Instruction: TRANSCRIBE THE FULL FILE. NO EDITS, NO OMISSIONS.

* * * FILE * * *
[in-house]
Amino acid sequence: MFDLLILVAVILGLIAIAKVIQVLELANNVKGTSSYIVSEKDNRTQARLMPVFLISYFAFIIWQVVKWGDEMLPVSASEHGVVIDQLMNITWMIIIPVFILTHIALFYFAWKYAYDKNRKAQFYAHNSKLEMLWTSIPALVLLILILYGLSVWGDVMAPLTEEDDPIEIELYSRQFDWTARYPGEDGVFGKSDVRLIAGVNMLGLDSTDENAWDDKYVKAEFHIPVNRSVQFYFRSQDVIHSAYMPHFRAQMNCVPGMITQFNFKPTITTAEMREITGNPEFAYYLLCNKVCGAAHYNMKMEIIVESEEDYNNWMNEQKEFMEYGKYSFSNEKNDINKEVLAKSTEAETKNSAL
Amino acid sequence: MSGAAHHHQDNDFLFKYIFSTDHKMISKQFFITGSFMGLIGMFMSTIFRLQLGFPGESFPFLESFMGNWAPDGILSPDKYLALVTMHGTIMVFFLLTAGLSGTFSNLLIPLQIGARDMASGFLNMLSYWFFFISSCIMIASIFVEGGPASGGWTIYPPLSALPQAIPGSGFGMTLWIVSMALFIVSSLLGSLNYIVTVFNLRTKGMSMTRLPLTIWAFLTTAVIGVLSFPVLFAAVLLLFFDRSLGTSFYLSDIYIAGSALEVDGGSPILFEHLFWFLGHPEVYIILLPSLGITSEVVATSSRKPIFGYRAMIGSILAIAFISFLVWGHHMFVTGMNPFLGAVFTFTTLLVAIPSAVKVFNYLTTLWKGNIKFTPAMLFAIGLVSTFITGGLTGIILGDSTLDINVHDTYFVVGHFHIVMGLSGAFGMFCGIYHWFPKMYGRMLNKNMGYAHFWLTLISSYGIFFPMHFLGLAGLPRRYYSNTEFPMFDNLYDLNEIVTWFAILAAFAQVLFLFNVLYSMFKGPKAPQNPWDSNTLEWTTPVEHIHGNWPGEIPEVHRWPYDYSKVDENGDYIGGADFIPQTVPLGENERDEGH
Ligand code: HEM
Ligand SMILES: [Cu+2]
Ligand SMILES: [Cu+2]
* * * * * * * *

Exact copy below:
[in-house]
Amino acid sequence: MFDLLILVAVILGLIAIAKVIQVLELANNVKGTSSYIVSEKDNRTQARLMPVFLISYFAFIIWQVVKWGDEMLPVSASEHGVVIDQLMNITWMIIIPVFILTHIALFYFAWKYAYDKNRKAQFYAHNSKLEMLWTSIPALVLLILILYGLSVWGDVMAPLTEEDDPIEIELYSRQFDWTARYPGEDGVFGKSDVRLIAGVNMLGLDSTDENAWDDKYVKAEFHIPVNRSVQFYFRSQDVIHSAYMPHFRAQMNCVPGMITQFNFKPTITTAEMREITGNPEFAYYLLCNKVCGAAHYNMKMEIIVESEEDYNNWMNEQKEFMEYGKYSFSNEKNDINKEVLAKSTEAETKNSAL
Amino acid sequence: MSGAAHHHQDNDFLFKYIFSTDHKMISKQFFITGSFMGLIGMFMSTIFRLQLGFPGESFPFLESFMGNWAPDGILSPDKYLALVTMHGTIMVFFLLTAGLSGTFSNLLIPLQIGARDMASGFLNMLSYWFFFISSCIMIASIFVEGGPASGGWTIYPPLSALPQAIPGSGFGMTLWIVSMALFIVSSLLGSLNYIVTVFNLRTKGMSMTRLPLTIWAFLTTAVIGVLSFPVLFAAVLLLFFDRSLGTSFYLSDIYIAGSALEVDGGSPILFEHLFWFLGHPEVYIILLPSLGITSEVVATSSRKPIFGYRAMIGSILAIAFISFLVWGHHMFVTGMNPFLGAVFTFTTLLVAIPSAVKVFNYLTTLWKGNIKFTPAMLFAIGLVSTFITGGLTGIILGDSTLDINVHDTYFVVGHFHIVMGLSGAFGMFCGIYHWFPKMYGRMLNKNMGYAHFWLTLISSYGIFFPMHFLGLAGLPRRYYSNTEFPMFDNLYDLNEIVTWFAILAAFAQVLFLFNVLYSMFKGPKAPQNPWDSNTLEWTTPVEHIHGNWPGEIPEVHRWPYDYSKVDENGDYIGGADFIPQTVPLGENERDEGH
Ligand code: HEM
Ligand SMILES: [Cu+2]
Ligand SMILES: [Cu+2]